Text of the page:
Setting Up A Smart Trainer

Earlier this year I had a crash and broke my hand. Riding on the road was out of the question since I was unable to operate the brake or change gears and so I decided to organise a smart trainer. I chose the Wahoo kickr since it has the broadest software compatibility and works properly. Mine also has the new firmware that permits control from the Garmin 520 which was something I specifically wanted.

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The kickr can be controlled with increasing levels of sophistication from:

  • Garmin 520
  • Smartphone/tablet
  • PC

The Garmin is a no frills way to run training sessions and Strava segments. Load up a training session, strava segment or garmin route, Mt Mee for example, and off you go. Crude, effective. You’ll need what is currently beta firmware which has the ANT-FEC wireless protocol to permit the Garmin to talk to the kickr. The ride is only as good as the underlying data but generally good enough.

There are a range of smartphone/tablet apps that also control the kickr. I’m going to skip right over those since in my experience, they seem a complete waste of time. Yes they work, but you’re not realising the full potential of your smart trainer with apps. Zwift has smartphone/tablet integration so you can give people a virtual high five as you ride by or change direction as you roll along among other things. Kind of cool, but hardly essential.

The PC is where my interest lies since you can have a fully immersive virtual ride experience and there are plenty of options. My preference is Velo Reality which syncs geolocated video with your ride. The software is free, you pay 10 euros or so for each segment of about 30km. It’s pretty good value. You can find rides that closely match your local roads for training, or some iconic roads/climbs, and ride them whenever you feel like it. You don’t need an internet connection to do the ride as the videos are downloaded to your local machine. There is no recurring monthly charge. This application is the most realistic of the ones I’ve tried, almost a simulator actually.

You can easily set up training sessions and these work especially well. This is my pick for those reasons.

I’ve just started looking at bkool which has a huge variety of rides and tools to create your own rides. And it works well enough with a good internet connection. However, it’s somewhat complicated, the support material is weak, it’s expensive at usd $10 a month and not as compelling as Zwift in use lacking the Zwift social experience. You can still ride with others with a bit of effort but its not as engaging as Zwift in this respect.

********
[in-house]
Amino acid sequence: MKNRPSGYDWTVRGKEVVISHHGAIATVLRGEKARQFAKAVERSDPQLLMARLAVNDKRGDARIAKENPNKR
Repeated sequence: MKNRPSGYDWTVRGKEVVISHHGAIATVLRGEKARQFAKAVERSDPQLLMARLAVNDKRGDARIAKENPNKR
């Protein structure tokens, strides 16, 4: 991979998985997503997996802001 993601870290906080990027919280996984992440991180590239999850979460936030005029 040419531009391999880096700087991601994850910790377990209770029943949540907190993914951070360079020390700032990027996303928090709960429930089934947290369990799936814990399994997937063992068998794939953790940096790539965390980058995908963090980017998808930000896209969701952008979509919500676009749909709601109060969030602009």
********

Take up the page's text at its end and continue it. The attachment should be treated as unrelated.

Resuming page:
Finally the cult of Zwift. Everybody is doing it so it must be “the one” – right?? Maybe, depends on what you are setting out to achieve with your time on the trainer. Where it shines is the social aspect which makes it an option worth considering if you want to participate in vrides from the comfort of your bike cave. Behold, the Zwift Oz hump day ride, currently one of if not the biggest virtual ride on the planet. Over 200 riders recently and its awesome fun. There is an increasing number of good training programs as well as racing – its all happening on Zwift.

It’s also usd $10 a month but offers better value than bkool – if the social aspect is important to you.

What do you need to get started? I’ve gone with a PC, ANT+ dongle, large screen TV and the kickr of course. The ANT+ dongle provides the connectivity from the trainer to the PC. I got mine from ebay, $40-00.

You can use any old PC you have lying about or build one specially. It needs to be able to connect to the internet, accept two USB dongles and have a HDMI port for your gigantic TV screen. That’s it – although it does need to be able to handle the game graphics comfortably. One of these is a good idea so you can operate your PC remotely: Logitech K400R wireless keyboard.

What is becoming clear is that for MGR (massive group rides) you will need a reliable and preferably wired internet connection and a decent video card to cope with the graphics. And you need to ensure a reliable ANT connection since dropouts may well trash your ride. To this end the Jaycar active USB extension cable is highly recommended to move the ANT dongle close to the kickr. Pro tip, put the dongle in a ziplock bag to protect it from sweat – really.

Of course if it’s not in Strava it never happened. Velo Reality lets you upload files manually, bkool has strava integration in the pro version, Zwift also has Strava integration. If you use the 520 alone, you will get a session recorded with speed, cadence, power and if you use a hrm, hr – but no map. Training sessions in velo reality also records stats which you can put into Strava but of course there is no map.

A final consideration – the trainer mat and fan. Turns out you will sweat a lot more than you thought possible. A trainer mat is essential to contain the mess and simplify the post ride cleanup. You will absolutely need a fan to help keep you cool. Check here to see which fans the Lama recommends and why. Bigger is not better and there are good reasons why his recommendations work.

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